ST. LOUIS — In an effort to pressure St. Louis University officials to honor and support the descendants of slaves who helped build the campus, civil rights attorney Areva Martin on Thursday announced $70 billion in reparations owed to them.
Martin is representing approximately 200 descendants of Henrietta Mills and Charles Chauvin who are part of the Descendants of the St. Louis University Enslaved (DSLUE) nonprofit organization.
“We’re not asking for a handout. We’re asking for their debt to be paid,” said Robin Proudie, a descendant of those enslaved by St. Louis University and president of DSLUE.
She stood on stage alongside her relatives.
“We decided as a family that we would stand up not only for us, but for all of the enslaved descendants of those who built this country,” Proudie said.
On Thursday, Martin and descendants held a press conference and teach-in at the Busch Student Center on SLU’s campus. They were joined by economist Julianne Malveaux and State Sen. Karla May (D-04).
Martin said Mills and Chauvin were married slaves owned by the St. Louis University Jesuits and were instrumental, along with others, in the building of SLU.
SLU investigated its history and relationship to slavery, and in 2016, issued a report called “Slavery, History, Memory and Reconciliation Project.”
“That report revealed that Jesuits forcefully relocated slaves from Maryland in 1823 to St. Louis specifically to exploit their stolen labor and skills to build St. Louis University,” Martin said, adding that they owned, sold and trafficked slaves until 1865.
“We know that those enslaved were robbed of wages, and treated with cruelty and disregarded for their humanity,” Martin said.
In 2019, the Jesuits informed the descendants about their enslaved ancestors who were forced to work at the first Jesuit mission in Missouri, St. Stanislaus, SLU, St. Francis Xavier College Church and other local churches, farms and schools between 1823 and 1865, according to DSLUE.
“To confront this relationship with slavery, SLU undertook an effort of investigation, truth telling and healing,” Martin said.
A committee was then formed to work with the descendants on a path forward. When the committee went back to work in 2021 after the pandemic, Martin said the committee lacked representation from the descendants.
Later that year, the descendants and allies came together to form DSLUE with a “desire to commemorate and honor our Jesuit and St. Louis University ancestors.”
With access to economists and researchers, Martin said SLU had not disclosed the monetary value of the enslaved labor for the descendants into today’s money.
An estimated $365 million in unpaid labor was announced, and with added interest over time, amounts to $70 billion, according to Malveaux.
The number was based on labor done 24 hours per day, 365 days per year for 70 enslaved people from 1823-1865, she said.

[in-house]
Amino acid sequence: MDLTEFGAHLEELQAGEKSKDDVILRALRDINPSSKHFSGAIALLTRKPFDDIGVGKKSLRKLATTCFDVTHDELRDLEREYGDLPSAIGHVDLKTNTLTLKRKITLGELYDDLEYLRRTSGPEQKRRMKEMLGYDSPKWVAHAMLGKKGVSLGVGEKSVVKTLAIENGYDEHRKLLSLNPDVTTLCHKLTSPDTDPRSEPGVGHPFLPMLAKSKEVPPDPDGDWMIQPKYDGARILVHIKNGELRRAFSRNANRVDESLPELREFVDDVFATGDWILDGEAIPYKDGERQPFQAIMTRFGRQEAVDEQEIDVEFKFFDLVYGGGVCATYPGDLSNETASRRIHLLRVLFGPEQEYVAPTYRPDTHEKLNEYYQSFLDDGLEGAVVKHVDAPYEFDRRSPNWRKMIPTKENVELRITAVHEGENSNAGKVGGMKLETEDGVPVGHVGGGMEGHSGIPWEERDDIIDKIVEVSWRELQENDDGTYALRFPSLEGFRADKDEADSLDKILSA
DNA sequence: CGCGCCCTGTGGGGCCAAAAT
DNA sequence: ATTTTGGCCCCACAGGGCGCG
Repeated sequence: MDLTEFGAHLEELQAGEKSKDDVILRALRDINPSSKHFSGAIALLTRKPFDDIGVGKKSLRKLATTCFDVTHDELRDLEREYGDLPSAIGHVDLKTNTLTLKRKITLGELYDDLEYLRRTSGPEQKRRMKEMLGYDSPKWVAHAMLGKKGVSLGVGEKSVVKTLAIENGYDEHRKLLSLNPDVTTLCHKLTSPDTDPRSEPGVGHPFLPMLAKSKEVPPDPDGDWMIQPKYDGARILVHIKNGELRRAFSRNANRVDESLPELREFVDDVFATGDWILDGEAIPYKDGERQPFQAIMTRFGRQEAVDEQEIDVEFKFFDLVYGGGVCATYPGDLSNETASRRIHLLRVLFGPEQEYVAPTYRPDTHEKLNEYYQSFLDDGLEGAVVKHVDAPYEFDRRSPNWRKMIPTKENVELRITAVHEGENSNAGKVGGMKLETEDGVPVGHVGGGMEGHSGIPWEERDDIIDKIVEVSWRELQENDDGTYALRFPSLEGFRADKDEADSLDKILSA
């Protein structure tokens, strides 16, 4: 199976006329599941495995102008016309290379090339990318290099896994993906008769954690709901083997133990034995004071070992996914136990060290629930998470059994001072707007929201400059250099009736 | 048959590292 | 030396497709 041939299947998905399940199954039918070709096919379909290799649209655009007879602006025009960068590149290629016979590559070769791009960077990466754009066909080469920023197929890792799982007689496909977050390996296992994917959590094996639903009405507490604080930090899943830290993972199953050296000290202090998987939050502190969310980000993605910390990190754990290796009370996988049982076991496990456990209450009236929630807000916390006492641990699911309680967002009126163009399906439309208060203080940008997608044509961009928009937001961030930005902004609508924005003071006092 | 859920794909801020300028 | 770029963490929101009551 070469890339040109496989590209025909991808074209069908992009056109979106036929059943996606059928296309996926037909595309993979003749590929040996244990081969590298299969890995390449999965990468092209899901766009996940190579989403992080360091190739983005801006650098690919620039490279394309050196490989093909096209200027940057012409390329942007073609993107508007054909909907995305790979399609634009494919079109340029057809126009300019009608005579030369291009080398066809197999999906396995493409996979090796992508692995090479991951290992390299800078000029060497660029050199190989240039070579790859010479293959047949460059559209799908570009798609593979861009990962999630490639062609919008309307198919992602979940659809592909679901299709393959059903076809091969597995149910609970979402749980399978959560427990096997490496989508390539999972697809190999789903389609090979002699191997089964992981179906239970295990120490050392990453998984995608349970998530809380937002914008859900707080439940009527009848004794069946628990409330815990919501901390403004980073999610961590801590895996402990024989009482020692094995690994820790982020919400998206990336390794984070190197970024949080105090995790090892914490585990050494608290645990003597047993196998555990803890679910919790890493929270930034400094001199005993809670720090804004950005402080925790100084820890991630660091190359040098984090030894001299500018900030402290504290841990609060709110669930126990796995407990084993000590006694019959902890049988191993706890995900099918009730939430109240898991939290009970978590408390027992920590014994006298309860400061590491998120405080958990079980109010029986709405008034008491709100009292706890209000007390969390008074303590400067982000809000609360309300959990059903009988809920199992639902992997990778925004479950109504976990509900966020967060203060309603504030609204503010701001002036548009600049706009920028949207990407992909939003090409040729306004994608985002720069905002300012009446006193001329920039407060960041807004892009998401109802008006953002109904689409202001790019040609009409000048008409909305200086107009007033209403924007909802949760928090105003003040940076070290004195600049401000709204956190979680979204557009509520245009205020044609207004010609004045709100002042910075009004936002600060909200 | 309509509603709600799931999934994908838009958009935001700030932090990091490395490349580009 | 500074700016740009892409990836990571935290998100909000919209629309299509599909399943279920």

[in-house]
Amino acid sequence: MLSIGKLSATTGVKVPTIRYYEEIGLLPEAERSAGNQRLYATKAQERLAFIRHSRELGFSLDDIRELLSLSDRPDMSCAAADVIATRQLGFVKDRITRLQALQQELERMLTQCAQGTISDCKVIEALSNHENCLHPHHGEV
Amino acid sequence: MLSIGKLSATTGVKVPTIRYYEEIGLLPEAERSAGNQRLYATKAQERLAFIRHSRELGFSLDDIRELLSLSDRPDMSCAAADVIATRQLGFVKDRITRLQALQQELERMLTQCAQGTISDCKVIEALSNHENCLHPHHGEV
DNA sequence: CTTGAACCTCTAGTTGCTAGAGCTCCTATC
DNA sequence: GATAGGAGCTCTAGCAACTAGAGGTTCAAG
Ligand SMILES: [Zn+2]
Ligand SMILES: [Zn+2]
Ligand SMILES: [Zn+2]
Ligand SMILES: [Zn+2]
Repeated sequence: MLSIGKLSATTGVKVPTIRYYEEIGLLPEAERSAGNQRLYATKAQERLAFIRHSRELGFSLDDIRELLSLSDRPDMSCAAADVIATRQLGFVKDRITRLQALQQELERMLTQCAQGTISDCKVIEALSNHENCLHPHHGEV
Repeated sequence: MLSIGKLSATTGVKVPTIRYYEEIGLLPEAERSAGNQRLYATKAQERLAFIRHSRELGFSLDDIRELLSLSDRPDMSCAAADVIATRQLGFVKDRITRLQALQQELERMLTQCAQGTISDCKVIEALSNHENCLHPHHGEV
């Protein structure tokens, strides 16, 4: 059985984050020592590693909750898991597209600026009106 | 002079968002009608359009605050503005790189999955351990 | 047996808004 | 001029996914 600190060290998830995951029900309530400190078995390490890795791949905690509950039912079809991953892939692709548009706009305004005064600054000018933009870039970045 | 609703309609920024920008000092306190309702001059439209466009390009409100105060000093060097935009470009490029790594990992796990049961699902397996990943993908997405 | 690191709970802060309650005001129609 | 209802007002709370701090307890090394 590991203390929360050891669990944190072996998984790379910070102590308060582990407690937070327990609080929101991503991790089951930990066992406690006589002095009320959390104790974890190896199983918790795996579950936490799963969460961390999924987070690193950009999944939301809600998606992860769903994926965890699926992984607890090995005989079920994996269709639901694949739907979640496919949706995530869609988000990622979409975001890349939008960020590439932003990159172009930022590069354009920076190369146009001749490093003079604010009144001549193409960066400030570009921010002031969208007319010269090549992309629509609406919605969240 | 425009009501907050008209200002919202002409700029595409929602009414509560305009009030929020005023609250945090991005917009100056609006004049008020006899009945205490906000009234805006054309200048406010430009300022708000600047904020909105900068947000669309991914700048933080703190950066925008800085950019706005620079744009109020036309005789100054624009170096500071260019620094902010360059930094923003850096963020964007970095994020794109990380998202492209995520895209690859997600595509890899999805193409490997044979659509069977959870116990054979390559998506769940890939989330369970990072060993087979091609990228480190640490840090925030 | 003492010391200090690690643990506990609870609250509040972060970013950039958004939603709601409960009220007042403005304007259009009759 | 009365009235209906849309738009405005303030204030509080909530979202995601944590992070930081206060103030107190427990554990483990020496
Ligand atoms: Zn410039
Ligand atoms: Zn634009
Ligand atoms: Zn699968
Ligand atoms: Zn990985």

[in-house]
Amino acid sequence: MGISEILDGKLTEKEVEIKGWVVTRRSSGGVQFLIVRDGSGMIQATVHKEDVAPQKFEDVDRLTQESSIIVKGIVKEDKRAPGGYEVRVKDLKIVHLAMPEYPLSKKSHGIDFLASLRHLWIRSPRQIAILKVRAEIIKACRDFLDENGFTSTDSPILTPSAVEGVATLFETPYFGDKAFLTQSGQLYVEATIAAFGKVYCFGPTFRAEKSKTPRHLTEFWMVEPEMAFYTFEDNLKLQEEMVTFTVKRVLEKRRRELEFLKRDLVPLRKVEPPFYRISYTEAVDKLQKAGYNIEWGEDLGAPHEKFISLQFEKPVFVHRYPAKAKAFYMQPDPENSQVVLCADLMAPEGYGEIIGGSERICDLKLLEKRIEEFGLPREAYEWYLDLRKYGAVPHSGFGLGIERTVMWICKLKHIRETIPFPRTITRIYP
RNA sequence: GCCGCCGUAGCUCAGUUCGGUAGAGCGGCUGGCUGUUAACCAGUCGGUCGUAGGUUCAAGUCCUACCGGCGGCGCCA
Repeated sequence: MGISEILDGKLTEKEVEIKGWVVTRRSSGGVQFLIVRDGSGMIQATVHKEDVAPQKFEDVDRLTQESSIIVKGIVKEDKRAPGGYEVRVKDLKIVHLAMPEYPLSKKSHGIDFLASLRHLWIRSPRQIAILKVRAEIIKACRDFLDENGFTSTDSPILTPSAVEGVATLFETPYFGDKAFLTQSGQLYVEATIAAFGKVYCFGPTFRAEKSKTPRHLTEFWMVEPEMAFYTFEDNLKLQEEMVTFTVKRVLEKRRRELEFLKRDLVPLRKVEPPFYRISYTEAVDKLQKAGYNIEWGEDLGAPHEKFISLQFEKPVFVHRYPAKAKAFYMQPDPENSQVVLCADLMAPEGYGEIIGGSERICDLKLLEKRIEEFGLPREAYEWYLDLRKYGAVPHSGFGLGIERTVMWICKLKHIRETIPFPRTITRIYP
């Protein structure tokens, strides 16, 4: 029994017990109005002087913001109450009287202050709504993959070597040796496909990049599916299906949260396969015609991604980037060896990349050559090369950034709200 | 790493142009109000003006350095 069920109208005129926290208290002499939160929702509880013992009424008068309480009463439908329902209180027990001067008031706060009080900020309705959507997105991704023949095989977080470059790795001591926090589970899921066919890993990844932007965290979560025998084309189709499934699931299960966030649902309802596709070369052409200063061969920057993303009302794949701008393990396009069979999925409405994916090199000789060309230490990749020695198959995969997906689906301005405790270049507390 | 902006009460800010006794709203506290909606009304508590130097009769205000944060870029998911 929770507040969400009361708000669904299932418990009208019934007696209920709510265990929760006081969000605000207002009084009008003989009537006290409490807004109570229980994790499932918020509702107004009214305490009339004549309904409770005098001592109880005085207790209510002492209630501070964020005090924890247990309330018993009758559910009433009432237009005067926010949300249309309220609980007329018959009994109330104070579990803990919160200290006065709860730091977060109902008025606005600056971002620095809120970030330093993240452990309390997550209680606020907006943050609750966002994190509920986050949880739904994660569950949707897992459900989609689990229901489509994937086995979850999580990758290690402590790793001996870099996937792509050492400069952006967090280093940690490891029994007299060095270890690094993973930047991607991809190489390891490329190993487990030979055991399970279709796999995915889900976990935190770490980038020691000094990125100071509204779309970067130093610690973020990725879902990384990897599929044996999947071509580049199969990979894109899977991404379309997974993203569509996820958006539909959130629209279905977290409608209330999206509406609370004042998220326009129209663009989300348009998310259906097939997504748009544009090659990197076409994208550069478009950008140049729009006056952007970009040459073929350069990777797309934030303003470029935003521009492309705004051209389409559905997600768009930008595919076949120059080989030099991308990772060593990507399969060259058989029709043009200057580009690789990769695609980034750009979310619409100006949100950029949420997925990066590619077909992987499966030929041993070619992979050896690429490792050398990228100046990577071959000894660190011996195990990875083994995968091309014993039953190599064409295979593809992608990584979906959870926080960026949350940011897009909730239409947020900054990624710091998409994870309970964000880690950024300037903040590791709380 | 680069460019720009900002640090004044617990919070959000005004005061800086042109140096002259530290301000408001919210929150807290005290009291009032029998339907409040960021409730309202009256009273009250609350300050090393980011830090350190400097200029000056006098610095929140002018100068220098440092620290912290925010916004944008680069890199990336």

“The calculations that we came up with and the method that we used are time-honored methods,” Malveaux said.
“The university, quite frankly, is overdue, negligent and wrong.”
Proudie said DLSUE has engaged with SLU in the spirit of collaboration and partnership. During a meeting with SLU President Fred Prestello in 2021, she said they were told the university was not ready for a reconciliation.
“We are gathered here today to be clear and concise in our message that by erasing the truth, we repeat the atrocities of the past,” May said. “The lives of the enslaved people, those who were taken from Maryland and brought to St. Louis, those lives must be acknowledged.”
A statement from SLU says the university cannot offer a detailed response yet from what was said at Thursday’s event, but there is a shared sense of urgency that was expressed by several members of the descendant community.
“SLU’s participation in the institution of slavery was a grave sin. We acknowledge that progress on our efforts to reconcile with this shameful history has been slow, and we regret the hurt and frustration this has caused,” the statement says.
“Continuing this work is a priority for SLU and the Society of Jesus. As we move forward, we hope to re-establish and build deeper relationships with all descendant families, to explore together how best to honor the memory of those who were enslaved by the Jesuits.”
After the press conference, Martin told Spectrum News that there will be a collaborative effort again between SLU and DSLUE.
“What we hope happens is that the university reconfigures this committee to include the voices of the descendants and that this first-ever review of economic value is a part of the conversation,” Martin said.
What the exact compensation looks like for the descendants is up for negotiations, she added.
“We hope this is a day that creates a pathway forward, shifts the paradigm and it allows for St. Louis University, first, and others that are doing this work, taking into consideration that really important economic information,” Martin said.